Spending money now can be fun, but it can hurt your future financial well-being if you don't save enough. Here's how to cut back
Higher gas and fuel prices are making it harder for Americans to do something they're not too keen on anyway—saving for the future. Even before the recent economic slowdown and spike in commodity prices squeezed household budgets, Americans were spending too much by many measures. The national savings rate has hovered just above 0% in recent years, even as a generation of baby boomers quickly approach retirement. The rate was more than 10% as recently as the 1980s.
Now that economic times are tough, many Americans are looking for ways to cut back spending. The accompanying slide show provides many suggestions for reducing expenses.
Those tips can help cut monthly bills, but financial advisers say permanently cutting spending and increasing savings also requires a shift in attitude. For example, let's get one thing clear: By cutting back, you're not really giving up anything. The money you save will still be available for future needs. Plus, if given enough time to compound, those savings double and triple in value when invested properly—giving you even more to spend later.
Ramen in Retirement?
Financial planners often run analyses to demonstrate how overspending today makes it impossible to achieve dreams tomorrow—whether the goal is a major purchase, an early retirement, or an adequate income in retirement. "Humans are really good at understanding the costs and consequences of short-term" decisions, says financial adviser Chris Long of Long & Associates in Chicago. "We tend to discount long-term costs."
Save enough now so you can maintain the same standard of living throughout your life, planners say. "We don't want [clients] to retire and all of a sudden [have to] live on Ramen noodles," says Stephen Lukan of John E. Sestina & Co. in Columbus, Ohio.
To persuade clients to reduce expenses, planners also analyze exactly how the money is being spent—information surprisingly few initially grasp. People "have an idea of how much they spend," Lukan says. But "they don't know where it's going."
Match Goals to Spending
Everyone will choose to adjust their spending in different ways. But planners advise clients to make sure their spending is matching their goals and values. "All you're doing is aligning your spending with what you think is really important to you," Long says.
The process of cutting spending "really makes you look at what you want to get out of your life," says Liz Cauble of St. Louis-based Cauble & Harre Wealth Management. With this perspective—thinking long-term and focused on what really matters to you—cutting expenses can be easier.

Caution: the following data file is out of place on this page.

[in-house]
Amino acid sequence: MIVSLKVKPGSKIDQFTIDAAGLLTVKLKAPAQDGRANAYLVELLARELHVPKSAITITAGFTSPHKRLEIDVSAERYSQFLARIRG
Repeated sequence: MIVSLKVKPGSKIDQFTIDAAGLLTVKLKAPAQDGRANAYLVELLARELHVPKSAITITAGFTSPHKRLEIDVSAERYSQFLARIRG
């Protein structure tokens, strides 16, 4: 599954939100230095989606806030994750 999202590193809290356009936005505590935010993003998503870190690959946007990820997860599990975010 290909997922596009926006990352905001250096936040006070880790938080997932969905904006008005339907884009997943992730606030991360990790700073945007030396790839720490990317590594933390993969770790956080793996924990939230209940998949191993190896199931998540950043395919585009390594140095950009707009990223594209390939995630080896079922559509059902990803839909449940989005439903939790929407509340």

"We are all in control of our spending," says Karen McIntyre of Vantage Point Advisors in Lower Gwynedd, Pa. Controlling spending requires extra thought every time you open your wallet—being an educated, responsible consumer, she says.
It can take some time to adjust to a tighter budget. Extra measures are usually needed to help people stick to a new spending regime. Lukan compares it to a diet. "If you don't focus on it, it won't happen," he says. Just as dieters need to step on the scale and tally up their calories and exercise each day, spenders must track expenses carefully.
Don't Neglect Essentials
McIntyre says a strict, formal budget is usually unnecessary for her clients. Long advises clients to set up special bank accounts, accessed through a debit card, out of which all discretionary purchases must be made. Clients are forced to constantly monitor the account's balance and "if they spend too much, they're immediately aware of it," he says.
Is it possible to go overboard with the cost-cutting? You're cutting too much if you're neglecting essential needs. For example, you should never go without health insurance just to save money, Cauble says. Also, "you don't want to be feeling like you're depriving yourself," she says, "because then you're not going to stick to your goals." Cauble advises setting aside a little bit of money each week, perhaps $10 or $20, for small luxuries. "Everyone has their little guilty pleasures," she says.
And that's the whole point of cutting spending: The goal is to save money now so you can continue enjoying your money—on both essential and frivolous expenses—for decades to come.
For more on saving tips, see BusinessWeek.com's slide show.
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